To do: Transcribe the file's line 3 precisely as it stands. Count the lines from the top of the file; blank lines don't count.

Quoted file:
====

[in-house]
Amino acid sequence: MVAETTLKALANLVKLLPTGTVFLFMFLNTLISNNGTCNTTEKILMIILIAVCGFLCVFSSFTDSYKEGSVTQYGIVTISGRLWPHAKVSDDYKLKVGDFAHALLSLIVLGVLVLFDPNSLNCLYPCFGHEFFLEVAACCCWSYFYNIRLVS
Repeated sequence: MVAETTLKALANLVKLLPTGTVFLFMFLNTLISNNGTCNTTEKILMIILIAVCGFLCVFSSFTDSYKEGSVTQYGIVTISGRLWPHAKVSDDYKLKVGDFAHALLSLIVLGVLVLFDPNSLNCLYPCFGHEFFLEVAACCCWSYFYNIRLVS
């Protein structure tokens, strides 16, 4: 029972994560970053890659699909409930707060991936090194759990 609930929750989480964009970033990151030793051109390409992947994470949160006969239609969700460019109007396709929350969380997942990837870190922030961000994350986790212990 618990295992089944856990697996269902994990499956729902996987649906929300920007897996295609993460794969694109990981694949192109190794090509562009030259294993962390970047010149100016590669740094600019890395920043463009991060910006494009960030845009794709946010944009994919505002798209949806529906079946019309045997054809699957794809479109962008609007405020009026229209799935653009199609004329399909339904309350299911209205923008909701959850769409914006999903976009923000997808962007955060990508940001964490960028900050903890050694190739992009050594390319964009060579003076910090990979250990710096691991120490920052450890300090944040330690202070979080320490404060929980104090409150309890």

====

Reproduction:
Repeated sequence: MVAETTLKALANLVKLLPTGTVFLFMFLNTLISNNGTCNTTEKILMIILIAVCGFLCVFSSFTDSYKEGSVTQYGIVTISGRLWPHAKVSDDYKLKVGDFAHALLSLIVLGVLVLFDPNSLNCLYPCFGHEFFLEVAACCCWSYFYNIRLVS